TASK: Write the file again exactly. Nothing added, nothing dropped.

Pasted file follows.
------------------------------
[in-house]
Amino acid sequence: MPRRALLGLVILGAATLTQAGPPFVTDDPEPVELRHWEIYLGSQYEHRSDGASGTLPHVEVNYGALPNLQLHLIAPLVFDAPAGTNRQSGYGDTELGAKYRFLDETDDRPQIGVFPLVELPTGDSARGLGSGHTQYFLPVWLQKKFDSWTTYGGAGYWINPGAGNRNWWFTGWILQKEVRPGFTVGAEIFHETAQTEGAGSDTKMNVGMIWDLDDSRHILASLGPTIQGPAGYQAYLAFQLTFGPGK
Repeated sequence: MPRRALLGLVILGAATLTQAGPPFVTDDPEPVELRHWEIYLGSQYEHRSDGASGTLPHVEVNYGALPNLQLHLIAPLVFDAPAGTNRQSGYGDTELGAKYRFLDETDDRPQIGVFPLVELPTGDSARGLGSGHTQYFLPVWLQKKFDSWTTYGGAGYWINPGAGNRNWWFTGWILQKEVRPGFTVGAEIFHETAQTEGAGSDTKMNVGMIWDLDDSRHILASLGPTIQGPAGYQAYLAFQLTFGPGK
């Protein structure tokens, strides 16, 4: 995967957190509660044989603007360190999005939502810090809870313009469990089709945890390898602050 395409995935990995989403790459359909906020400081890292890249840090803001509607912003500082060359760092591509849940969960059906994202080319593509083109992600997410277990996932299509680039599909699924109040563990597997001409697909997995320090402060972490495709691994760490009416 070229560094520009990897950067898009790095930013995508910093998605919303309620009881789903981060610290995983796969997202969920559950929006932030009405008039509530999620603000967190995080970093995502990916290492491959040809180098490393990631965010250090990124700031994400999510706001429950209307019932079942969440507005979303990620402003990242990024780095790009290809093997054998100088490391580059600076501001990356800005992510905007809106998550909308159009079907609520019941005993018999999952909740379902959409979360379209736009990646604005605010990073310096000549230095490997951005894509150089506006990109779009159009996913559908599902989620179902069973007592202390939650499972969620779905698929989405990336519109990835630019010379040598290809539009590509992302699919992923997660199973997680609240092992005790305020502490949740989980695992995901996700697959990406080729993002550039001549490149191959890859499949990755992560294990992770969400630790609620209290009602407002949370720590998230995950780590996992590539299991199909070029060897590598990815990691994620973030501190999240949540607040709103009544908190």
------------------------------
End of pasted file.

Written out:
[in-house]
Amino acid sequence: MPRRALLGLVILGAATLTQAGPPFVTDDPEPVELRHWEIYLGSQYEHRSDGASGTLPHVEVNYGALPNLQLHLIAPLVFDAPAGTNRQSGYGDTELGAKYRFLDETDDRPQIGVFPLVELPTGDSARGLGSGHTQYFLPVWLQKKFDSWTTYGGAGYWINPGAGNRNWWFTGWILQKEVRPGFTVGAEIFHETAQTEGAGSDTKMNVGMIWDLDDSRHILASLGPTIQGPAGYQAYLAFQLTFGPGK
Repeated sequence: MPRRALLGLVILGAATLTQAGPPFVTDDPEPVELRHWEIYLGSQYEHRSDGASGTLPHVEVNYGALPNLQLHLIAPLVFDAPAGTNRQSGYGDTELGAKYRFLDETDDRPQIGVFPLVELPTGDSARGLGSGHTQYFLPVWLQKKFDSWTTYGGAGYWINPGAGNRNWWFTGWILQKEVRPGFTVGAEIFHETAQTEGAGSDTKMNVGMIWDLDDSRHILASLGPTIQGPAGYQAYLAFQLTFGPGK
């Protein structure tokens, strides 16, 4: 995967957190509660044989603007360190999005939502810090809870313009469990089709945890390898602050 395409995935990995989403790459359909906020400081890292890249840090803001509607912003500082060359760092591509849940969960059906994202080319593509083109992600997410277990996932299509680039599909699924109040563990597997001409697909997995320090402060972490495709691994760490009416 070229560094520009990897950067898009790095930013995508910093998605919303309620009881789903981060610290995983796969997202969920559950929006932030009405008039509530999620603000967190995080970093995502990916290492491959040809180098490393990631965010250090990124700031994400999510706001429950209307019932079942969440507005979303990620402003990242990024780095790009290809093997054998100088490391580059600076501001990356800005992510905007809106998550909308159009079907609520019941005993018999999952909740379902959409979360379209736009990646604005605010990073310096000549230095490997951005894509150089506006990109779009159009996913559908599902989620179902069973007592202390939650499972969620779905698929989405990336519109990835630019010379040598290809539009590509992302699919992923997660199973997680609240092992005790305020502490949740989980695992995901996700697959990406080729993002550039001549490149191959890859499949990755992560294990992770969400630790609620209290009602407002949370720590998230995950780590996992590539299991199909070029060897590598990815990691994620973030501190999240949540607040709103009544908190």